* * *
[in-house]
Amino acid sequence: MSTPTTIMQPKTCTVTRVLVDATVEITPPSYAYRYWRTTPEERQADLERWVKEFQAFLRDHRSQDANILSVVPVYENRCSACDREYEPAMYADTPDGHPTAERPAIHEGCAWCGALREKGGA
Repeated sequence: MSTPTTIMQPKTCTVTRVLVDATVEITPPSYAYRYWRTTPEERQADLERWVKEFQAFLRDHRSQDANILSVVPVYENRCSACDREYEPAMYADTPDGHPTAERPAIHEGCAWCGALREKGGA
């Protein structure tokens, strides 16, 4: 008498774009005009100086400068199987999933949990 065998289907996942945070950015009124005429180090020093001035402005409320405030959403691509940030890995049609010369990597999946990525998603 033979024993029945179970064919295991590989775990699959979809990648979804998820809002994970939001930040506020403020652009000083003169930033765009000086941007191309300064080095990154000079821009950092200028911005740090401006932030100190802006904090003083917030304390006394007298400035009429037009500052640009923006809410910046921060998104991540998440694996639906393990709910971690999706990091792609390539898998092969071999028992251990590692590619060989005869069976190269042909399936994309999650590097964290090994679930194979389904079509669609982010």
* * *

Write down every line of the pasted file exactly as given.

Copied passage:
[in-house]
Amino acid sequence: MSTPTTIMQPKTCTVTRVLVDATVEITPPSYAYRYWRTTPEERQADLERWVKEFQAFLRDHRSQDANILSVVPVYENRCSACDREYEPAMYADTPDGHPTAERPAIHEGCAWCGALREKGGA
Repeated sequence: MSTPTTIMQPKTCTVTRVLVDATVEITPPSYAYRYWRTTPEERQADLERWVKEFQAFLRDHRSQDANILSVVPVYENRCSACDREYEPAMYADTPDGHPTAERPAIHEGCAWCGALREKGGA
């Protein structure tokens, strides 16, 4: 008498774009005009100086400068199987999933949990 065998289907996942945070950015009124005429180090020093001035402005409320405030959403691509940030890995049609010369990597999946990525998603 033979024993029945179970064919295991590989775990699959979809990648979804998820809002994970939001930040506020403020652009000083003169930033765009000086941007191309300064080095990154000079821009950092200028911005740090401006932030100190802006904090003083917030304390006394007298400035009429037009500052640009923006809410910046921060998104991540998440694996639906393990709910971690999706990091792609390539898998092969071999028992251990590692590619060989005869069976190269042909399936994309999650590097964290090994679930194979389904079509669609982010």